That’s the buzz from the bush for today.

Song choice: Running Down a Dream, by Tom Petty

Check out the link below for more info on the impala story:


All rights reserved. ©2012 Jennifer Vitanzo

Categories: Africa, Animal, Conservation, South Africa, Wildlife | Tags: , , , , , , , , | 1 Comment

Soundtrack to the South African Bush LIfe

From now on, I’m going to try and have a corresponding song that I think goes with every new post.   Please feel free to add your own comments and thoughts on musical material you think would match the story.  I’d love to hear what other people associate with these stories!

Today, it is sunny, chilly, and after receiving news of the passing of Adam Yauch (one of the extraordinary Beastie Boys), I’m feeling nostalgia wash over my piping hot coffee.  As I watch the nyalas chew the lawn, I’m sending a shout-out to one of my favorite musical groups of all time.  Today I’m feeling inspired by a little ‘Paul Revere.’  There is always an appropriate moment for the Beastie Boys, even in the middle of the African bush (and especially on days when your car gets head-butted by a rhino – see close-up below).

Each day, take a moment and remember how amazing life is, how lucky we are to have the people who love us, who inspire us, who make us smile, who make us think, who challenge us, who support us, and who ask nothing more than that we return the favor.



All rights reserved. ©2011 Jennifer Vitanzo

Categories: Africa | Tags: , , , , , , , , , | 1 Comment

South African Adventure #77 – Waldo

Waldo, our foam nest tree frog, in his natural environment

Apologies for the delay on posts this week.  No power, no internet, no blog.  Anyway, I’ve saved one of my favorite topics for this particular post: WALDO!

Waldo greets me at least once a week, sometimes by throwing himself dramatically at me from the depths of the darkness of my tent when I open the door, sometimes dropping on my head while I’m brushing my teeth.  Sometimes when I’m sitting on the bed, working on my laptop, he quietly sidles up next to me and plops on the keyboard.  Always he is silent, and always he manages to blend into whatever he is sitting on.  I love Waldo.  He’s our resident foam nest tree frog.  He might be my favorite local, quite possibly because he poses no threats, doesn’t make any noise, and he keeps me company instead of hiding in the bushes or running away.  And he’s adorable, as frogs go.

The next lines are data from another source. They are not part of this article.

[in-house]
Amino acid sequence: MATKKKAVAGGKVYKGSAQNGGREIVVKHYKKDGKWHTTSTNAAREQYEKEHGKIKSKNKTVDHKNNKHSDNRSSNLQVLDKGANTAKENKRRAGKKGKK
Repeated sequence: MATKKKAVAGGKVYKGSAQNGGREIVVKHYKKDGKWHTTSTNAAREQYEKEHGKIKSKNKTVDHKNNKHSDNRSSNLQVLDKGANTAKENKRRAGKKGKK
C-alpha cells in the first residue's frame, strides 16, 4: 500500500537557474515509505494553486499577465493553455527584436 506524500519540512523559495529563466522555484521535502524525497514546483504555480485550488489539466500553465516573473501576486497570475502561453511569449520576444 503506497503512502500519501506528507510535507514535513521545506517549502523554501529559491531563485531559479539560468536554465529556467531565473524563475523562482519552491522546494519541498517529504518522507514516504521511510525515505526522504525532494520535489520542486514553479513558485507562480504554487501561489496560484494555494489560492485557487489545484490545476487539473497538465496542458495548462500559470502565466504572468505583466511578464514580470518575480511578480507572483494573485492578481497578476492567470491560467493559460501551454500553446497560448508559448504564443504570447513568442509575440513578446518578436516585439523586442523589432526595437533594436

Most of the other wildlife here turns and makes tracks before you even know it’s there.  The ones that don’t disappear are the ones likely to attack and quite possibly eat you.  I’m not sure if I’d prefer to see the wildlife, or take my chances with the Houdinis of the wilderness.  Waldo doesn’t fit into either category, though.  He disappears for days at a time, but then reappears and hangs around, watching us and keeping the mosquito population in check.  Again, I love him.

Most of the amphibians I’ve met out here are loud.  I didn’t realize how loud a frog could be until after the first rains, when it seemed every amphibian within a 10km radius suddenly convened outside my tent and decided it was time to defend territory/find a mate/auditioning for Frog Idol.  It felt like I was at the frog equivalent of a heavy metal concert, a surround sound barrage of deafening squawks and brrrps and tinks.  Waldo’s species does normally fit into that bright little chorus, but for whatever reason, Waldo does not partake in those reindeer games.  I’m guessing it’s because he is safe within the confines of our home, and doesn’t feel the need to announce his presence to the animal kingdom.  That’s good for us and for him.  Or her.  To be honest, I don’t know what gender he/she is, and because amphibians have the fascinating ability to change sex if necessary, he/she is a sort of hermaphrodite anyway, so I guess what I call him/her doesn’t matter.  I’ve settled on thinking he’s a he, unless I suddenly find little foam nest tadpoles flitting about in my sink.